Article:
The panel affirmed the district court’s order denying defendants’ motion to discharge a receiver who had been appointed to aid in the execution of a judgment for violations of the Copyright Act.
The district court appointed the receiver and authorized him to sell defendants’ property—three radio stations—to generate the funds needed to satisfy the judgment. Contending that they had satisfied the judgment by depositing certain sums with the district court, defendants moved to discharge the receiver, terminate the receivership, and enjointhe sale of the radio stations. The district court denied the motion, holding that it was within its discretion to prolong the receivership in order to protect other creditors and ensure that the receiver would be paid for his services.
Agreeing with the First Circuit, the panel held that, even assuming defendants satisfied the judgment, it was within the district court’s discretion to prolong the receivership. The panel further held that the district court did not abuse its discretion in denying defendants’ motion to terminate the receivership. The district court offered valid reasons for not terminating the receivership—protecting creditors, permitting the receiver to prepare a final accounting, ensuring that the receiver would be compensated for his time, and seeing to it that obligations incurred during the receivership would be paid. The panel held that, given defendants’ history of nonpayment, the district court acted within its broad discretion.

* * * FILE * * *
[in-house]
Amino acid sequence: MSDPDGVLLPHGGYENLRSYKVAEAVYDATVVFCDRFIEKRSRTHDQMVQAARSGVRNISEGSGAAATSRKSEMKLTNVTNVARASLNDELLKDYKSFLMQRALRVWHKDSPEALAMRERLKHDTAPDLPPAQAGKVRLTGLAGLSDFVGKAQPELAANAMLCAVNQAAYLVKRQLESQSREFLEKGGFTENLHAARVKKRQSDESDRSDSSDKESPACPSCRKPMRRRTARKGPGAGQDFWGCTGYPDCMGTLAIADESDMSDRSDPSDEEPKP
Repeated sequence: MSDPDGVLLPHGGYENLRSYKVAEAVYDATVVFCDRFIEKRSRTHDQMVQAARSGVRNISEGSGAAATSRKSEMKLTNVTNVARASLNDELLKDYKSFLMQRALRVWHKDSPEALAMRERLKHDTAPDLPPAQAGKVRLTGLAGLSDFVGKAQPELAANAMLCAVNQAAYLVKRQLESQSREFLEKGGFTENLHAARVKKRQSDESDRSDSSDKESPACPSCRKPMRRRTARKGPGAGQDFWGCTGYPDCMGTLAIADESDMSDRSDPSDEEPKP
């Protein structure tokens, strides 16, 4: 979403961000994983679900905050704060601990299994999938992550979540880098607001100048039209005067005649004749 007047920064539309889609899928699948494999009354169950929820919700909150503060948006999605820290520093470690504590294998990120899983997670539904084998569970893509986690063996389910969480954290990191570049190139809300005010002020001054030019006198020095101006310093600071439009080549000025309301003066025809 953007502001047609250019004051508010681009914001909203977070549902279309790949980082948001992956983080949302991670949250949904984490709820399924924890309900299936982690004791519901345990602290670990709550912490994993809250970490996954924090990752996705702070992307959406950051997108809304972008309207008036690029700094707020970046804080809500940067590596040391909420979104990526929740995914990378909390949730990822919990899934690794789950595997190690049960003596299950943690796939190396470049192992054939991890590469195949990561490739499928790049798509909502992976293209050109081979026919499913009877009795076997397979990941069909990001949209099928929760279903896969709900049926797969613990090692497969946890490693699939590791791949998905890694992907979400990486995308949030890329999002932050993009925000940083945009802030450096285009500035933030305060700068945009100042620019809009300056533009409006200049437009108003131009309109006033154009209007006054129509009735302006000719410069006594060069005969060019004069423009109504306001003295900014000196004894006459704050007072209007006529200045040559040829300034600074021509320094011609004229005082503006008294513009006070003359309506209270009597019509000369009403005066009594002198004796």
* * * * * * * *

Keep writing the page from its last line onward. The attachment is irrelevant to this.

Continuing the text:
The panel declined to address, for the first time on appeal, defendants’ argument that the receivership was void ab initio.
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